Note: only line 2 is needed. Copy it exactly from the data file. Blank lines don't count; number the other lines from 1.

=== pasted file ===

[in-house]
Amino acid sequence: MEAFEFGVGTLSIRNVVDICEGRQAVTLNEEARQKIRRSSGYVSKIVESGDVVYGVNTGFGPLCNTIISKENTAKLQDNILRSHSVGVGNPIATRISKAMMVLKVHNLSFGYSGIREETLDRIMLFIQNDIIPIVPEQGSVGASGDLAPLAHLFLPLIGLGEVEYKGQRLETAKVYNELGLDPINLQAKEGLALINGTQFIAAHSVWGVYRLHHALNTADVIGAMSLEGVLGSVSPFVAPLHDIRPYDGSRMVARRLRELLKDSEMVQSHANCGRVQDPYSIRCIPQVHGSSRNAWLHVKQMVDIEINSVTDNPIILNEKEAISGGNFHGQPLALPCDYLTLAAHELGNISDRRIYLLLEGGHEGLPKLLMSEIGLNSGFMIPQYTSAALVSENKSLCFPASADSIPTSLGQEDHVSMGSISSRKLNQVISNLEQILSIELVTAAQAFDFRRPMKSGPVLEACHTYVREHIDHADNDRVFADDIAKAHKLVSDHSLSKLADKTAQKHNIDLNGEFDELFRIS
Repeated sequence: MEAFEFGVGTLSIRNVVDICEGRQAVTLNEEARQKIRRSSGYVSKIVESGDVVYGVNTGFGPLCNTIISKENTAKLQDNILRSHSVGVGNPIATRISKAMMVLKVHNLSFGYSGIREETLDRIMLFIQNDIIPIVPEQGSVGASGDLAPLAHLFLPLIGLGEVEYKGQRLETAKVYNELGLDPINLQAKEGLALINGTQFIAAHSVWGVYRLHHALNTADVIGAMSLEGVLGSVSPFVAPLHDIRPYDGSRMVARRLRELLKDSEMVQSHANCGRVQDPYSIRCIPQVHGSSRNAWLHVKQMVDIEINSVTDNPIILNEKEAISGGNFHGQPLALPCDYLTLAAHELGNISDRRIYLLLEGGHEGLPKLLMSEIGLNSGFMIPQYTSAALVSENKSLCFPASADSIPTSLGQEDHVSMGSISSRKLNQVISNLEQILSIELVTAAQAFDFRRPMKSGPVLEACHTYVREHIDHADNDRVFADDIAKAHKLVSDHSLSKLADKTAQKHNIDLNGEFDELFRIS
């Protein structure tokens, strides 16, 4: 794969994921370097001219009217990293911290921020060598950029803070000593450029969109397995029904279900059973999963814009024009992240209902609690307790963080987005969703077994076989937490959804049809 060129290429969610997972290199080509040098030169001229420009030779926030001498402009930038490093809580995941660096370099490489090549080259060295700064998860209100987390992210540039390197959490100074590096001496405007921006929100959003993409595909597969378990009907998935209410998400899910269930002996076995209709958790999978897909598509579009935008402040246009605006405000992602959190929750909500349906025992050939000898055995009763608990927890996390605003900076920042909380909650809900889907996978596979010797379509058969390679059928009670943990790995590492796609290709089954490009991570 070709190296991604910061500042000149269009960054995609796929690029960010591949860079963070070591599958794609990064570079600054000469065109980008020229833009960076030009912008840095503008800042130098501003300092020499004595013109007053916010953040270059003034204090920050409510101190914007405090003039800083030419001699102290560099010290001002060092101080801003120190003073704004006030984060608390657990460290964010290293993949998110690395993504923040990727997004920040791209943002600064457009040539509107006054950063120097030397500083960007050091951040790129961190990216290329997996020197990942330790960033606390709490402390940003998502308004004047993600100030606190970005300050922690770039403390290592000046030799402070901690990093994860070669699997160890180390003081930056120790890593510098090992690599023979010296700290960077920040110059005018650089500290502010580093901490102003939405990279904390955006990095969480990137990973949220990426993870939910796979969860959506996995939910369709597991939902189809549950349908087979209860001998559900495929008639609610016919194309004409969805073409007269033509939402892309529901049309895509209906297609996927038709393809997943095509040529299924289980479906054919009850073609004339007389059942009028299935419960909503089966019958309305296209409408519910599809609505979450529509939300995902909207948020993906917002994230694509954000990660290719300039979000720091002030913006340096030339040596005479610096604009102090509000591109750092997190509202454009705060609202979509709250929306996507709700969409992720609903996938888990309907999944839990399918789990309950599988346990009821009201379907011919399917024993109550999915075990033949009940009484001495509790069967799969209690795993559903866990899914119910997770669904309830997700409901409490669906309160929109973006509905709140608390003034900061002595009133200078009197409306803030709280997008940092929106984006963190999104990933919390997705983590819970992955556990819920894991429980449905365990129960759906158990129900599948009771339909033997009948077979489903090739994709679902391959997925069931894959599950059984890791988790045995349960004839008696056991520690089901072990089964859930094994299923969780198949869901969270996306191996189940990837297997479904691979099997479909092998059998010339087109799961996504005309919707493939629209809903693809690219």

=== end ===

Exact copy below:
Amino acid sequence: MEAFEFGVGTLSIRNVVDICEGRQAVTLNEEARQKIRRSSGYVSKIVESGDVVYGVNTGFGPLCNTIISKENTAKLQDNILRSHSVGVGNPIATRISKAMMVLKVHNLSFGYSGIREETLDRIMLFIQNDIIPIVPEQGSVGASGDLAPLAHLFLPLIGLGEVEYKGQRLETAKVYNELGLDPINLQAKEGLALINGTQFIAAHSVWGVYRLHHALNTADVIGAMSLEGVLGSVSPFVAPLHDIRPYDGSRMVARRLRELLKDSEMVQSHANCGRVQDPYSIRCIPQVHGSSRNAWLHVKQMVDIEINSVTDNPIILNEKEAISGGNFHGQPLALPCDYLTLAAHELGNISDRRIYLLLEGGHEGLPKLLMSEIGLNSGFMIPQYTSAALVSENKSLCFPASADSIPTSLGQEDHVSMGSISSRKLNQVISNLEQILSIELVTAAQAFDFRRPMKSGPVLEACHTYVREHIDHADNDRVFADDIAKAHKLVSDHSLSKLADKTAQKHNIDLNGEFDELFRIS